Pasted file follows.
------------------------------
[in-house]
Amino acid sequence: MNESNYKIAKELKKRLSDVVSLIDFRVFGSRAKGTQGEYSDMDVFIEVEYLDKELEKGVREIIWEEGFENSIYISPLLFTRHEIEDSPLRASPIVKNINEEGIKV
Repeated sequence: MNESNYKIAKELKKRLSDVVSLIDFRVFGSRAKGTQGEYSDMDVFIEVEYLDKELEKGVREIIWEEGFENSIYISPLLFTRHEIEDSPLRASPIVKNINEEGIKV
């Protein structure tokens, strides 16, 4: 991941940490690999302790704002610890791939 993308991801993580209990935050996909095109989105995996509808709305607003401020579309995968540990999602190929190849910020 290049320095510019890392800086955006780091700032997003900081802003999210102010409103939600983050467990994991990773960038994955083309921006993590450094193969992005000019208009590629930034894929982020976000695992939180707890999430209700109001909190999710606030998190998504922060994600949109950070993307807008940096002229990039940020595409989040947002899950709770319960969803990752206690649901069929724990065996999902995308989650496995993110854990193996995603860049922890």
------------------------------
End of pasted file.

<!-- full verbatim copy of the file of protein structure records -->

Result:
[in-house]
Amino acid sequence: MNESNYKIAKELKKRLSDVVSLIDFRVFGSRAKGTQGEYSDMDVFIEVEYLDKELEKGVREIIWEEGFENSIYISPLLFTRHEIEDSPLRASPIVKNINEEGIKV
Repeated sequence: MNESNYKIAKELKKRLSDVVSLIDFRVFGSRAKGTQGEYSDMDVFIEVEYLDKELEKGVREIIWEEGFENSIYISPLLFTRHEIEDSPLRASPIVKNINEEGIKV
């Protein structure tokens, strides 16, 4: 991941940490690999302790704002610890791939 993308991801993580209990935050996909095109989105995996509808709305607003401020579309995968540990999602190929190849910020 290049320095510019890392800086955006780091700032997003900081802003999210102010409103939600983050467990994991990773960038994955083309921006993590450094193969992005000019208009590629930034894929982020976000695992939180707890999430209700109001909190999710606030998190998504922060994600949109950070993307807008940096002229990039940020595409989040947002899950709770319960969803990752206690649901069929724990065996999902995308989650496995993110854990193996995603860049922890």